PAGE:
Mass shooting. Two words that immediately silence a room. The words that are spoken in reaction are often all too similar. “Our thoughts and prayers to whoever was affected this time.” “This time” because the FBI released a report informing the public that “There were, on average, 16.4 such shootings a year from 2007 to 2013.” But afterward, people are not willing to address the issues at the root of the problem.
Far too many people’s responses to tough issues such as gun control after horrific events such as these are that this is a time for mourning, not the politicization of awful occurrences.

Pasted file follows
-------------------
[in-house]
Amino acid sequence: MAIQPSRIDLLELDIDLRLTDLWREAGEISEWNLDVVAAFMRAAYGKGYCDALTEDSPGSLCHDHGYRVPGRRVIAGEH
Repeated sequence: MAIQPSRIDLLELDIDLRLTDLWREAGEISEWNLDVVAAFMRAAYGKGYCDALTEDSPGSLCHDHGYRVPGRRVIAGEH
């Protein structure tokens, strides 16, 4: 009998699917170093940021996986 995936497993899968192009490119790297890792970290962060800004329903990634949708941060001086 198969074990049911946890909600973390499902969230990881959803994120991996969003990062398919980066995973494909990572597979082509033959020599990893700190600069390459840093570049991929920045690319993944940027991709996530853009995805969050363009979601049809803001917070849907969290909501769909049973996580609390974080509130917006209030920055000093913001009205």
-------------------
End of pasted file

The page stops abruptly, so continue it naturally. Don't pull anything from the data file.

But if a mass shooting is occurring every 22 days, when is the time for that conversation? When do we address that if an individual was not allowed access to 42 weapons capable of performing the deadliest mass shooting in modern U.S. history, we would not be mourning right now? When are we allowed to address the fact that many of our politicians have alliance to the NRA due to the fact they are heavily funded by them? Because until we can face the fact we must weigh human lives against being able to own a gun capable of killing many in a short amount of time, we will not make progress in gun control legislation, and mass shootings will not stop.
Contact elected officials, tell them how you stand. Do not continue to stand by watching national tragedies due to a reluctance to take a stand.